In any complex, fast-changing environment – such as the one we face today – there are more wrong choices than right ones. What’s more, the number of wrong options are exponentially growing by the pico second. So, the odds of making the right decision grow more daunting with time. The best strategy to beat those odds is diversification. Think about it. No one in their right mind would invest all their money in a single stock. And no venture capitalist would fund one start-up in a sector. Nor would we accept the opinion and treatment recommended by one doctor if our diagnosis was serious. When faced with a high-failure environment we invest in as many solutions as possible, then vet and eliminate options as more facts become available. In other words, we make an allowance for failure on the front end, and by eliminating the solutions which don’t work as we go, get down to a pool that have a higher probability of succeeding. This is the only strategy that works when we can’t call it from the get go.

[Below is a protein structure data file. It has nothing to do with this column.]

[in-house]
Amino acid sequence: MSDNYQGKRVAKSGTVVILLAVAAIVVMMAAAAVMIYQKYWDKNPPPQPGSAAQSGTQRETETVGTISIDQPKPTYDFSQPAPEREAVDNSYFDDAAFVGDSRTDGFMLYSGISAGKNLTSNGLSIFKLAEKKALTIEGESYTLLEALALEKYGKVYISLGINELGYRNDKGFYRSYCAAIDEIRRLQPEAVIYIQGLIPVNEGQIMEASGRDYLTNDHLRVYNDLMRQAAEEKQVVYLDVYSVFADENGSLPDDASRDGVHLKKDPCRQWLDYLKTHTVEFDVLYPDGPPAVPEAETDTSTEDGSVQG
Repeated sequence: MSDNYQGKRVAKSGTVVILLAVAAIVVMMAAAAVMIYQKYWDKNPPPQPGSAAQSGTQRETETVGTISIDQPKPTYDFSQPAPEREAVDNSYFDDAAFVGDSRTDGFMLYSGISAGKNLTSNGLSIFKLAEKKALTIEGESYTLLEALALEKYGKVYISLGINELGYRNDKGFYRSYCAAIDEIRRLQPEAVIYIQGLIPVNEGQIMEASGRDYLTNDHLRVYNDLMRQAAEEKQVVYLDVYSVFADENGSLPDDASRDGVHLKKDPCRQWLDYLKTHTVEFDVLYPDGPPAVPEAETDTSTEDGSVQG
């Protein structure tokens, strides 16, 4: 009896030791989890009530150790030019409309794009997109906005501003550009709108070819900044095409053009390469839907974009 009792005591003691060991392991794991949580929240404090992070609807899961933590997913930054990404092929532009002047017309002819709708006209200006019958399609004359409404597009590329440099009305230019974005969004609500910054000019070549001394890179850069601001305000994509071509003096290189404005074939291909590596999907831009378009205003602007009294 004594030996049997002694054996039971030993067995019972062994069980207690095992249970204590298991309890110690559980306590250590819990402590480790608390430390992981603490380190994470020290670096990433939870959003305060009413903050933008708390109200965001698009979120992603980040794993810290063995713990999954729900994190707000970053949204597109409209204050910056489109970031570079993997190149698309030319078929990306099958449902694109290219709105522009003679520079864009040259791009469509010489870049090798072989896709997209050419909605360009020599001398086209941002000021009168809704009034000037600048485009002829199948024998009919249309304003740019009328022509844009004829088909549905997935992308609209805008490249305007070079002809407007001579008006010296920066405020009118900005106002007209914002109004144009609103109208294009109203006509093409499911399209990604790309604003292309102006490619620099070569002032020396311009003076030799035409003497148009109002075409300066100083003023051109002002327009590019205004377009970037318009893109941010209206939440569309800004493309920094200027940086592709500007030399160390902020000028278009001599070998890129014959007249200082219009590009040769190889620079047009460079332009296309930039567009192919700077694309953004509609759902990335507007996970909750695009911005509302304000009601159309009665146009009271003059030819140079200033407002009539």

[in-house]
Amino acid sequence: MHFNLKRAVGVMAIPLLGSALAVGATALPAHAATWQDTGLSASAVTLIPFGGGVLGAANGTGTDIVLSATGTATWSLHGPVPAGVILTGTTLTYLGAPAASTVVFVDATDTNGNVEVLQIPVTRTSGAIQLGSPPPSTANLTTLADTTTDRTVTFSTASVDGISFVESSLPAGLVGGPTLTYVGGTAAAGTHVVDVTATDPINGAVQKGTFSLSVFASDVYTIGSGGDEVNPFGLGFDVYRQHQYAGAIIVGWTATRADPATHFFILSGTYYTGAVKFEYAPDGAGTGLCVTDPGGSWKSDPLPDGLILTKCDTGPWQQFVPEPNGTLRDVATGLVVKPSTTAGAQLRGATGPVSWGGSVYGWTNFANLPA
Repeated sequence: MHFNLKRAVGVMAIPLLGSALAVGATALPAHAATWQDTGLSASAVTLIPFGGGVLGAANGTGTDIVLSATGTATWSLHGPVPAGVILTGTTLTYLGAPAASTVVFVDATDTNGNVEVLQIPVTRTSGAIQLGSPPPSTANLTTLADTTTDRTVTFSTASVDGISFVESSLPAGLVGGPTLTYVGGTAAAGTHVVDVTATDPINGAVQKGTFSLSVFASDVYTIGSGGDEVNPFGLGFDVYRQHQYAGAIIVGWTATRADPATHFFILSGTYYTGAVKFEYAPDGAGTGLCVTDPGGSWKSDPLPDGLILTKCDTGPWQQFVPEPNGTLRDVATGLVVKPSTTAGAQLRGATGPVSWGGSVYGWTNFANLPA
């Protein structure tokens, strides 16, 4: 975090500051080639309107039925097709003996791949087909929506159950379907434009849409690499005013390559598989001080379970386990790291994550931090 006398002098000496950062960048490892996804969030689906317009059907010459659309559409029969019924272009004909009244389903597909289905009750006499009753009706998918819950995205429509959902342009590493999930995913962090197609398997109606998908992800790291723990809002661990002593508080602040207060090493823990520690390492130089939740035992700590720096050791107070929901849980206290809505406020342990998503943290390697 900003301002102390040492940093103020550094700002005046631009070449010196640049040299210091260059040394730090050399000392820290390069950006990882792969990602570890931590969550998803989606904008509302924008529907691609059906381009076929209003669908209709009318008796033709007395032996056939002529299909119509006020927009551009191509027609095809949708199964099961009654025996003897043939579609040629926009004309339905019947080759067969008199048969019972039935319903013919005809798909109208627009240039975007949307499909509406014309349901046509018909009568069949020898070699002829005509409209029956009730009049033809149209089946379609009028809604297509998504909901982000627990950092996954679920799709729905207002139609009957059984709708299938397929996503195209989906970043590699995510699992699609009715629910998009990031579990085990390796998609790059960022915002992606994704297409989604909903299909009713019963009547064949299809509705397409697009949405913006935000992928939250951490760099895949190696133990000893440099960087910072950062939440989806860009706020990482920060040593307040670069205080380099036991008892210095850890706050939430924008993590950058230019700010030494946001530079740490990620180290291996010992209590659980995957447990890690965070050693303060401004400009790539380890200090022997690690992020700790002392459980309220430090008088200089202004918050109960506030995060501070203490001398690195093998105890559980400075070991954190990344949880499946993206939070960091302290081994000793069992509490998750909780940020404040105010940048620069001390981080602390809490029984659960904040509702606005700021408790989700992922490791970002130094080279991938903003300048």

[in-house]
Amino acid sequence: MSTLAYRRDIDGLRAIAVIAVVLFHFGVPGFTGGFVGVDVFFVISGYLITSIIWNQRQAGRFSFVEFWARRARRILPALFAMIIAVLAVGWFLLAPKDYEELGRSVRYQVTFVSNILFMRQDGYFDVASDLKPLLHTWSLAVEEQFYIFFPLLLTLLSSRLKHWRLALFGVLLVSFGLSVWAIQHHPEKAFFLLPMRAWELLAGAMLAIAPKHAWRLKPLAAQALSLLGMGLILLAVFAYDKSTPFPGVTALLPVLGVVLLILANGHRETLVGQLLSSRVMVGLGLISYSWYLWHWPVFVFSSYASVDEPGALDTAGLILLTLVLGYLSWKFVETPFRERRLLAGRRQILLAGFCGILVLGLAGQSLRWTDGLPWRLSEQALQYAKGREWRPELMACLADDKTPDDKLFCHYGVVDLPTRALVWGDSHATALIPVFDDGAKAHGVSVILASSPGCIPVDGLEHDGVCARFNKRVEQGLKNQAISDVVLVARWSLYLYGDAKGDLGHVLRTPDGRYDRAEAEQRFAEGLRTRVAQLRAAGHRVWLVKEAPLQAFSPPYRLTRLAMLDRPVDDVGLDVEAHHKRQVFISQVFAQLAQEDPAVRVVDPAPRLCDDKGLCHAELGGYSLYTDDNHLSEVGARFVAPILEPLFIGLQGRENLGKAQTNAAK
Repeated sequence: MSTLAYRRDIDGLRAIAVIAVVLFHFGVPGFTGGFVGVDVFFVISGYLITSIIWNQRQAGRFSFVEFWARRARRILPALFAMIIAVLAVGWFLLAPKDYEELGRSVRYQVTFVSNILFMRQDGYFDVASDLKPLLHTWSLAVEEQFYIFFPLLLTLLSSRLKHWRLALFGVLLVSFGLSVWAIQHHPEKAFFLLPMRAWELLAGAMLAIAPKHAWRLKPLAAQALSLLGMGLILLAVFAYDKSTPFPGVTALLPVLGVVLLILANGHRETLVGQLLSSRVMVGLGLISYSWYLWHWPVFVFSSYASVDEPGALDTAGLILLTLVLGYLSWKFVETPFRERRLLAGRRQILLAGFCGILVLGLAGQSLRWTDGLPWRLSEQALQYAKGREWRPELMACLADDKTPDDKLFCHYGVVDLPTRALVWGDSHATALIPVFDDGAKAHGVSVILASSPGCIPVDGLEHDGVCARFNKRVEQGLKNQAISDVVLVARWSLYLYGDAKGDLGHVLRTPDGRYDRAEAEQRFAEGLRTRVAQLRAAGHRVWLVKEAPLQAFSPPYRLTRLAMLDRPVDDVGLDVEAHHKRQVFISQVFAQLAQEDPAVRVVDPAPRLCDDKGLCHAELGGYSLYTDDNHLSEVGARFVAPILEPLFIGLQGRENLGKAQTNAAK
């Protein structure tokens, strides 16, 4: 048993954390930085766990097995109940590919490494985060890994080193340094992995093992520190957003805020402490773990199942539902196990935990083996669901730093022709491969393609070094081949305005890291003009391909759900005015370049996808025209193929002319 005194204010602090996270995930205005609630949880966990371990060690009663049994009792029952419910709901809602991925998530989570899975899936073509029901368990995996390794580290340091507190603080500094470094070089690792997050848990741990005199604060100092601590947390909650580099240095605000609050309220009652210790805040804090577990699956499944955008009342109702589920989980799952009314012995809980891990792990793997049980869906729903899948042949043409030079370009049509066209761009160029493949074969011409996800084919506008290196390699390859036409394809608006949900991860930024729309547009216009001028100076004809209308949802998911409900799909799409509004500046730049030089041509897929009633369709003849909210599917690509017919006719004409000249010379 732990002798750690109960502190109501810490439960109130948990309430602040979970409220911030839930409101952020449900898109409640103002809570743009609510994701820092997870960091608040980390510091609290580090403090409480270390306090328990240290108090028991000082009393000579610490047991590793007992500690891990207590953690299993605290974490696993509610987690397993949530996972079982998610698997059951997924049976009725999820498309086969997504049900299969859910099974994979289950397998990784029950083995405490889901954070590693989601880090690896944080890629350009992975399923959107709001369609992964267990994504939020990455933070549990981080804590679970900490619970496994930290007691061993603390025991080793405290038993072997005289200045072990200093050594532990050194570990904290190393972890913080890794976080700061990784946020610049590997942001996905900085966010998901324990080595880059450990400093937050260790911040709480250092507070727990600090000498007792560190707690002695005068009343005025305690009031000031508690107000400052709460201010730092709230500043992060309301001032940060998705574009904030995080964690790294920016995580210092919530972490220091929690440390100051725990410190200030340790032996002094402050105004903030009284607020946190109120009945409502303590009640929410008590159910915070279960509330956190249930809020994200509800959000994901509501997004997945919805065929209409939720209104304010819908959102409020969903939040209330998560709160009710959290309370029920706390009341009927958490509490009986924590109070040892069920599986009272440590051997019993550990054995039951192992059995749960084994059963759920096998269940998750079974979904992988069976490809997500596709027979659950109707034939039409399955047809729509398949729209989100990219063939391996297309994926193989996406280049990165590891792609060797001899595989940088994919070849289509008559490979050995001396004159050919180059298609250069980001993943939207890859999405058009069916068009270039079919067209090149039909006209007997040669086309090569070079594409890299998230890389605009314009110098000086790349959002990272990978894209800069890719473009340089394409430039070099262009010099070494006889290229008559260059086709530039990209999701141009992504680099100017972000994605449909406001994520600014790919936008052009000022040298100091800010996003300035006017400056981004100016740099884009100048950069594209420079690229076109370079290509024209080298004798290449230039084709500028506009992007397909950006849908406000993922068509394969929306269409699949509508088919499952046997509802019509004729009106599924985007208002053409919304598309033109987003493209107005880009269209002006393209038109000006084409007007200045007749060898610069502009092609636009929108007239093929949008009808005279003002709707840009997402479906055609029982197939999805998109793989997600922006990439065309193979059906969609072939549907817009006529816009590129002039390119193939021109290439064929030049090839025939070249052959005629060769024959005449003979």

The greater the magnitude, speed and complexity of change, the higher the rate of failure.
Scientists estimate that 99.9 percent of all organisms which once inhabited the Earth are now extinct as a result of sudden, extreme events such as the Ice Age, or the Ediacaran period when oxygen levels in water dropped to drastic levels. Similarly, the rapid proliferation of digital photography put Kodak out of business. L.H Rogers and Columbia Ribbon & the Carbon Manufacturing Company met a similar fate when they failed to make a transition from carbon paper to photocopying. And today, governments, businesses and other organizations which are not adopting Big Data and predictive analytics to get in front of disruptive changes will find themselves unable to make respond quickly enough once the changes occur. Adapting after-the-fact is a failing strategy in world where future outcomes, trends and events are known.